The confidence of goats

After pouring the mounts with foam, I used a simple hand saw to carve away the extra foam then I used a disc sander wheel to create a groove all around the inside edges of the mount.  When bonding these mounts to the inside of the hulls,  I'll mix a good thick amount of cabosil and epoxy, load it into a large zip-lock bag  then cut the corner out of the bag so that I can lay a good thick bead of thickened epoxy inside this groove and smack the mount down where it belongs.

The thickened epoxy is then smoothed along the edges to form a fillet and then two staggered layers of DBM1708 tape.

When you're not really sure what your doing, it's always good to confide with a small billy goat.  Chickens provide little or no boost in one's confidence as they are generally very apathetic.  Note:  When making photographs of foam filled motor mounts, never leave them unattended as goats will eat all the foam out of your new engine mounts and you will have to go back the the previous steps.


Yanmar 3YM20 bed re-work

A little chopping, grinding and glassing and I have both engine mounts ready to go.  Tomorrow, I plan on pouring   the insides of the mounts with two part expanding foam. My thought is that when I bond the mounts to the hull, the foam will prevent the thickened bonding epoxy from squishing into the void and this should allow me to create a beefy fillet between all of the bonded edges.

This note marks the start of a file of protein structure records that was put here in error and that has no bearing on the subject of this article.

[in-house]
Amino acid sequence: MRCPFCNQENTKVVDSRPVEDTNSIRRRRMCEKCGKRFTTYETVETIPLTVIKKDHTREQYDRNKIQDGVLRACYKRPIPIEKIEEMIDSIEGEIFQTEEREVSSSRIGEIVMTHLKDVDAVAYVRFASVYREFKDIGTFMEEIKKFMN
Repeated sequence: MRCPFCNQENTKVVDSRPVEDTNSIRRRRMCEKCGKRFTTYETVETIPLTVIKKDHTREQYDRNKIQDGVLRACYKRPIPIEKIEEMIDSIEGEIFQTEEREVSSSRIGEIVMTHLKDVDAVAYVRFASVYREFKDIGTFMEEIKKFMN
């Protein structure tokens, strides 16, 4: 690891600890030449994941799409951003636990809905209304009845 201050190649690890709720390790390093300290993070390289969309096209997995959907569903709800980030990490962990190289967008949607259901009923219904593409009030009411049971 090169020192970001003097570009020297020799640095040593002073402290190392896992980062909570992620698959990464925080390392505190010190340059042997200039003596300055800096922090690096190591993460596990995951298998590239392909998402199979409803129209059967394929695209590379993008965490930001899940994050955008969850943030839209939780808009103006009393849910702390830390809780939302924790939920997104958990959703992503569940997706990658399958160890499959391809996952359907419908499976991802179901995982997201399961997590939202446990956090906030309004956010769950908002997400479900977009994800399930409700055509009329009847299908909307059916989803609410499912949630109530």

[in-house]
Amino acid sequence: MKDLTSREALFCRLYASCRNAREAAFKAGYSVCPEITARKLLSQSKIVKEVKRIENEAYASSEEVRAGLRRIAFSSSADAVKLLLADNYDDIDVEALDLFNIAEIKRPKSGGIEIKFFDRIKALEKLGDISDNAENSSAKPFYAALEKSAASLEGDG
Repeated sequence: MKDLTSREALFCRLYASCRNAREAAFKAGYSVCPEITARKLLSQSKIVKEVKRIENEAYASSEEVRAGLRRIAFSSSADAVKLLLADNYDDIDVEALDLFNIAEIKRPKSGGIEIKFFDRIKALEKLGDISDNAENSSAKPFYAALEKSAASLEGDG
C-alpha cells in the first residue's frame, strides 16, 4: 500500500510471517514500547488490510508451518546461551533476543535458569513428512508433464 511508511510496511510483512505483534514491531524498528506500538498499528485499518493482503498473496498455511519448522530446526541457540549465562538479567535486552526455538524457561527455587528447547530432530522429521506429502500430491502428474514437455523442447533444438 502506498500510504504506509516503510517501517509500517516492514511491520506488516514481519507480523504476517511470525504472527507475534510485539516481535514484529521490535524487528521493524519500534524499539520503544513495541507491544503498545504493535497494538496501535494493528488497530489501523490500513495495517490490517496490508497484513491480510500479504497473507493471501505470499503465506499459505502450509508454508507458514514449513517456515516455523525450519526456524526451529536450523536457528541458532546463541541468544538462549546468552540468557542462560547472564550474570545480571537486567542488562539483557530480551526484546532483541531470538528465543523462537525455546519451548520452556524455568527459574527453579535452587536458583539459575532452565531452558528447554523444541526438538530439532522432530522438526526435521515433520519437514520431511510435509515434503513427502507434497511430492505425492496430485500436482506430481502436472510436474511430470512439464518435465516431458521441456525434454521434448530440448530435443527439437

No worries

Although this fix got the best of my Sunday afternoon, I chopped the engine bed down, overlapped the flanges and bonded them back together with a thick mixture of cabosil and epoxy. While it was curring, I strapped the engine bed onto the engine/sail drive unit to make sure that it fits perfectly.  Tomorrow, I'll pull the temporary screws out, grind the splice into a nice shape then glass the heck out of the splice with multiple layers of glass fabric, inside and out. Although this miss-match created a fair amount of extra labor, the finished mounts will actually be stronger than the originals.

However, .......since this is a cat,  I've got to do the same dang thing again for the other engine.

wrong engine bed......

So what's wrong with this picture?.........Wrong engine bed!!!!!!!.........As you can see, the engine bed is about 8 inches too long.  ( This engine bed must have been for the larger Yanmar series engines.  so..........I can either whine or get out the chop saw.

Twin Yanmar Diesels

Now that both portions of the inner hulls have been reinforced, I've scribed and trimmed the engine beds so that they fit the contours of the inner hulls. Next, they will be sanded, and bonded into position with multiple layers of glass and epoxy.

Chicks digg epoxy

Here's  the starboard side aft cabin and as you can see, a small chick is inspecting the 40 inch wide layer of 24 oz. triaxial glass that has been applied over the location of where the engine beds will be glassed in place. The 2x6 served as a pretty lame scaffolding but it did allow me to roll on the epoxy, lay down the 40in. x 66in. glass, roll on a top coat of epoxy, apply peel ply and then squeegee this extra layer down nice and smooth.